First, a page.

Help them handle frustration and teach them to be proud of their achievements.
Make them feel like an important part of the family.
Avoid overprotecting them and encourage good socialization with their peers.
Educate by example: Parents should be a good model of self-esteem.
Take 10 minutes to play something REALLY special with your little one today, and tomorrow, and the next day. Yes, you read that right, just 10 minutes per day.
Make it really special, give time for your child. No phones, no siblings. All 10 minutes. Your toddler chooses anything they want in the world to play.
Because when they’ve had a hard day, they can’t say “I’m sad” or “I need you.” Instead, they just need you to connect, and play. This one’s a game changer.
Children usually sense when you mean what you say and when you don’t. It’s usually best not to say anything unless you mean it and can say it respectfully, and can then follow through with dignity and respect.
The key to effective limits and boundaries is to say what you mean and mean what you say. This means you need to think before you speak, which generally means you should take time to be calm and consider things rationally.
Don’t set a consequence that you know you won’t be able to follow through on– and don’t follow through when you know you’re being unreasonable or simply acting out of anger and frustration.
Remember, discipline is meant to teach. Set consequences in advance, preferably with your child’s input, then follow through with dignity and mutual respect.
Screentime is addictive and interferes with relationships. There is research that demonstrates how the brain develops differently with excessive screen time, so it is true that screen time does affect a child’s development.
But my guess is that you don’t need research to know that your children are on their screens too much each day; you know this from your own wisdom and intuition. The key lies in finding a balance. Yes, kids are keeping up with technology and learning new skills that will help them if their lives. And yes, too much media use does prevent them from becoming proficient in person-to-person communication skills.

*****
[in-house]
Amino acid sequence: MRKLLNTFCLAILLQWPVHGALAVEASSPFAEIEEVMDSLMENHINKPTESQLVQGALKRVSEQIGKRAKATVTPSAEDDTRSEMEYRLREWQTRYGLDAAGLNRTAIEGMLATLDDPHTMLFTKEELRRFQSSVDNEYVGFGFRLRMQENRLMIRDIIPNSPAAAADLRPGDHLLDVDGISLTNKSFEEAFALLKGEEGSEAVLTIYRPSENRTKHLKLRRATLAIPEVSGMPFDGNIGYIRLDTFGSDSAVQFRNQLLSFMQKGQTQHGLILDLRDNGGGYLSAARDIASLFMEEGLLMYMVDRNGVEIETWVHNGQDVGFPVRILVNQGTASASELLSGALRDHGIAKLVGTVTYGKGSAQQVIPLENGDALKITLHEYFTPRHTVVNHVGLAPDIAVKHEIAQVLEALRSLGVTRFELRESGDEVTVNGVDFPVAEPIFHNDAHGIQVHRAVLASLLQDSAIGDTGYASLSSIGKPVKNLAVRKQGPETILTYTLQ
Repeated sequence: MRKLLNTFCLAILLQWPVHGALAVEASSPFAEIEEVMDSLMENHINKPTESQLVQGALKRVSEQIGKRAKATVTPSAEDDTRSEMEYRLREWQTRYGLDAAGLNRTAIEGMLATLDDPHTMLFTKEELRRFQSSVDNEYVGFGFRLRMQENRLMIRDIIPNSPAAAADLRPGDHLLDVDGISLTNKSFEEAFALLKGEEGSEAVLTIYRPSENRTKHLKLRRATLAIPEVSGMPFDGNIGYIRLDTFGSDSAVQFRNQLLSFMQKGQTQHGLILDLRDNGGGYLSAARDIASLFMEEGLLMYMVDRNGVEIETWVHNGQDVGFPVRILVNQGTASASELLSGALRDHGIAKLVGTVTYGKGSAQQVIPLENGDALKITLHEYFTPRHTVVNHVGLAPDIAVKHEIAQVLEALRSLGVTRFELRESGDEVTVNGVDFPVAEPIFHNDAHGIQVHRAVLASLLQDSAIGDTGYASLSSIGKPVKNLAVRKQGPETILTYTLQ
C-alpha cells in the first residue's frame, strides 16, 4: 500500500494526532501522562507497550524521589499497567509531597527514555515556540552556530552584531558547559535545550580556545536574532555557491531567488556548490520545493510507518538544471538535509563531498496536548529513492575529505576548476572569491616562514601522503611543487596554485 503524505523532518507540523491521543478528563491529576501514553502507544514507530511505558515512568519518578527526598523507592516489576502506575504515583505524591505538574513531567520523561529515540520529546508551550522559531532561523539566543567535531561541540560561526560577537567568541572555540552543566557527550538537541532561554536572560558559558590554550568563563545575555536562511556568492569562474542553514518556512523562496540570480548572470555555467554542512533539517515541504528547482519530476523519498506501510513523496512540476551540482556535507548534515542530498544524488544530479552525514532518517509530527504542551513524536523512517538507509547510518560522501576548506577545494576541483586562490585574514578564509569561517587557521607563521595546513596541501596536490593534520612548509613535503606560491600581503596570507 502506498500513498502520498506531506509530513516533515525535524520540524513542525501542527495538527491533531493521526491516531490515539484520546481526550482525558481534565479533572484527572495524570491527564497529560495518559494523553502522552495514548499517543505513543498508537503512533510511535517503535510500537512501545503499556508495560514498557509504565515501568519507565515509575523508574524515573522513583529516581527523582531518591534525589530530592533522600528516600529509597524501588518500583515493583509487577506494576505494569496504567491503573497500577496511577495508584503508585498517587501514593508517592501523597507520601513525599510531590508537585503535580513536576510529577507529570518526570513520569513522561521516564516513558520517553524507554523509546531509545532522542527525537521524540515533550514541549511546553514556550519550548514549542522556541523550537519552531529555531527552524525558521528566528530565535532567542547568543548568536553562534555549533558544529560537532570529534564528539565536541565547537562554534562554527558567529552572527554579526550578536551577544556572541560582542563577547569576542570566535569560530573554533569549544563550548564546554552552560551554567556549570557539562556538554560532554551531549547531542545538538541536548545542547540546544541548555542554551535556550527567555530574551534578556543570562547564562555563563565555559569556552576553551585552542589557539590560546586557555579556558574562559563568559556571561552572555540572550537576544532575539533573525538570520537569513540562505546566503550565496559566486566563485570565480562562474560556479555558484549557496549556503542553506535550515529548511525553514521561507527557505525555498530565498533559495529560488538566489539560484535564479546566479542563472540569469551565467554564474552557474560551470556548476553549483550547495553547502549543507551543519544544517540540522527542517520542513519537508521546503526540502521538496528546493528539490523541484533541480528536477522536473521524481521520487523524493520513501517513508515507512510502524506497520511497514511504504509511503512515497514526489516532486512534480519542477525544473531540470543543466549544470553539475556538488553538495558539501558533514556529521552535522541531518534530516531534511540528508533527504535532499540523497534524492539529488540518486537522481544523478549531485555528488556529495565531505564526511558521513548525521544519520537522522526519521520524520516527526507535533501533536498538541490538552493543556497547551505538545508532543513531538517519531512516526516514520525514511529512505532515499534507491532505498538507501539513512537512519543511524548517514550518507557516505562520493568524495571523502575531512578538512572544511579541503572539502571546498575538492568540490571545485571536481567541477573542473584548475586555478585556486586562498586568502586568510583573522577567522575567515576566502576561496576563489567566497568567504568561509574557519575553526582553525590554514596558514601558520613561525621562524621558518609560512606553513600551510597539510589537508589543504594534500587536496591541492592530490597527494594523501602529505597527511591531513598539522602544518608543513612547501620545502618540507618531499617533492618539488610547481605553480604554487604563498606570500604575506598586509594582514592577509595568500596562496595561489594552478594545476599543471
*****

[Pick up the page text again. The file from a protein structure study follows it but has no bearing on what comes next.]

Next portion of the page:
Try these ways to help manage your family’s screen time so it doesn’t manage you:
Have a Family Meeting. Get the whole family involved in a plan for reducing screen time. Part of the solutions should include things to do in place of screen time. It is more difficult to give something up when you don’t have plans for what else to do.
Create a “parking lot” for electronics—have a basket or charging station in a central location in the house at which family members “park” their electronics during certain times of day.
Establish new routines. Start with one time of day to be screen free (such as dinner) and periodically add on other times of day.
Stay close with your child with Special Time. Children will listen to your limits about screen time when they feel understood and that you “get” them.
Spend regular one-on-one time together to keep your relationship strong.
Hold limits with Kindness and Firmness. Changing a screen time habit is hard; be ready for disappointment, anger, and sad feelings. Hold your limits by empathizing with a child’s feelings and sticking with the limit you’ve set.
Kids experience complex feelings just like adults. They get frustrated, excited, nervous, sad, jealous, frightened, worried, angry and embarrassed.
However young kids usually don’t have the vocabulary to talk about how they are feeling. Instead they communicate their feelings in other ways.
Kids can express their feelings through facial expressions, through their body, their behaviour and play. Sometimes they may act out their feelings in physical, inappropriate or problematic ways.
From the moment kids are born, they start learning the emotional skills they need to identify, express and manage their feelings. They learn how to do this through their social interactions and relationships with important people in their lives such as parents, grandparents and caregivers.
When we understand the critical role emotions play in our children’s development, we need not squash them when those feelings challenge us. Instead, we can help train them at various ages and stages to listen to their heart and respond in ways that will be healthy for them and others.